Sleep may be the cousin of death, but it’s more like that cool cousin that would buy you beer when you were underage, not like that other very uncool cousin that would tell on your for drinking beer when you were underage. Sleep is cool is all I’m saying. I’d hang out with sleep if I was, you know, awake to, but we just seem to keep missing each other. And in good and somewhat surprising news for coffee drinkers, a new study finds that having caffeine before bed does not affect sleep quality.
As reported by the Independent, researchers from Florida Atlantic University and Harvard Medical School monitored 785 people for a sum total of 5,164 days and nights to see how consumption of caffeine, alcohol, and nicotine affected sleep. Published in Sleep, the researchers led by FAU’s Dr. Christine Spadola compared individuals’ consumption of these substances and compared them to data from sleep diaries and wrist sensors participants wore that records sleep duration, efficiency, and how quickly they would re-awaken.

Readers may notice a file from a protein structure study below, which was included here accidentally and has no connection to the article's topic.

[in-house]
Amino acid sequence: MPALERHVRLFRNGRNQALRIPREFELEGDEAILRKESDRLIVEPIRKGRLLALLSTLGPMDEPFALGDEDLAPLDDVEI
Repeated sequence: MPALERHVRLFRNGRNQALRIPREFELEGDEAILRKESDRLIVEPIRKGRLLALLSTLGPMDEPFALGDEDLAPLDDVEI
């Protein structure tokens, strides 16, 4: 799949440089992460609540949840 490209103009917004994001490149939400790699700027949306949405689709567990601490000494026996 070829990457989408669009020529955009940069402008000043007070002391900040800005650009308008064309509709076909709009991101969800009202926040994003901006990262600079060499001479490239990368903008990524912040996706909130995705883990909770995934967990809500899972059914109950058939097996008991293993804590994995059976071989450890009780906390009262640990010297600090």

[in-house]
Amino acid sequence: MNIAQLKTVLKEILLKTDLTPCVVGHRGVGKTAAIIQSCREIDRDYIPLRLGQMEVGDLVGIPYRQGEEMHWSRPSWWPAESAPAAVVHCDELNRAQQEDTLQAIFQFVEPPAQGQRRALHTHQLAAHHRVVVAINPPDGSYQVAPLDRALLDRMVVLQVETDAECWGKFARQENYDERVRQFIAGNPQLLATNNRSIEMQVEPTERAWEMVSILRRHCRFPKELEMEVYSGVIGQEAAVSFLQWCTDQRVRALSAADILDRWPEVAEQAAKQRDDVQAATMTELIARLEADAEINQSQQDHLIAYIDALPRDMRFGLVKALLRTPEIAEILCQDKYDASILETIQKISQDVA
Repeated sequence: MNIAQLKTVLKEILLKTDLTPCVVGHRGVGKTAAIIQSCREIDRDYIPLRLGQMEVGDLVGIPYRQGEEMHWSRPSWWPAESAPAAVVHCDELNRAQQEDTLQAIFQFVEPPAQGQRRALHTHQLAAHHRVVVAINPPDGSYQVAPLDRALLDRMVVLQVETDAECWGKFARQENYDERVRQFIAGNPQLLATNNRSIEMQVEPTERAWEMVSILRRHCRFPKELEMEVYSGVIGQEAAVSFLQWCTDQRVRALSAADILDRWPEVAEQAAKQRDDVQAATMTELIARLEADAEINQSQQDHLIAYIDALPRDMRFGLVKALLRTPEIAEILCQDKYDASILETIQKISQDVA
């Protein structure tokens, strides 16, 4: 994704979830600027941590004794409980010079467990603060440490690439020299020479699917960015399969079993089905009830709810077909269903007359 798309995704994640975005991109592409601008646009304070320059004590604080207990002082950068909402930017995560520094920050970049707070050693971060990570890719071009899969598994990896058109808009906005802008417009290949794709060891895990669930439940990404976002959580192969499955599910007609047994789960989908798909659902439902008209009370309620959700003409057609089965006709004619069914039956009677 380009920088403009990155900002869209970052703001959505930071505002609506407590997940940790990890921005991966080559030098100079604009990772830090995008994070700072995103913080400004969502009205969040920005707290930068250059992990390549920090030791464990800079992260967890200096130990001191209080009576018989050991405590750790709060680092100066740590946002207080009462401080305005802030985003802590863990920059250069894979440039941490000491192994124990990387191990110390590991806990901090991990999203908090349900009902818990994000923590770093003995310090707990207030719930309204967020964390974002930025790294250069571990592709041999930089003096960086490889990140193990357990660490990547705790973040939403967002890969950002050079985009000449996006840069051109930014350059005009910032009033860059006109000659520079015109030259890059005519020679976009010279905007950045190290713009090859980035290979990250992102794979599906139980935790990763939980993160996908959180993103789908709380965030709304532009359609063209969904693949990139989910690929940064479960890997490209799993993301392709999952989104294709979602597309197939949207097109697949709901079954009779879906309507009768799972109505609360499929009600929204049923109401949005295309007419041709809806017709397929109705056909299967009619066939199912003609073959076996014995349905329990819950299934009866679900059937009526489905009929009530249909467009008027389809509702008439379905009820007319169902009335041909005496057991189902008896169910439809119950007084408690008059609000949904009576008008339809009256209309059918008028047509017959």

They found that caffeine ingested within four hours of bedtime had no observable association with the sleep factors measured by the wrist sensors. Nicotine, on the other hand, had the greatest association with sleep disruption—particularly amongst participants with insomnia—leading to an average of 42.47 minutes in reduced sleep duration. Though not as drastic as nicotine, researchers also found alcohol consumption before bed to be associated with a decreased sleep efficiency.
Though ostensibly counterintuitive, the Independent notes that these findings are in line with previous studies on the subject. One sleep expert, Dr. Neil Stanley, told the Independent that “the idea that drinking coffee before bed will keep you awake at night is a myth.” Dr. Stanley does note, however, that individual results may vary based upon each individual’s sensitivity to caffeine. But for those with a lower sensitivity, caffeine before bed shouldn’t be an issue.
If you have been drinking two strong black cups of coffee every evening for the past 40 years and you have just developed a sleeping problem, then it is almost certainly not the coffee.
So as far as late-night vices go, drinking coffee remains the best for you. Unless you consider sleep a vice, in which case, second best. That’s still pretty good.
Zac Cadwalader is the managing editor at Sprudge Media Network and a staff writer based in Dallas. Read more Zac Cadwalader on Sprudge.
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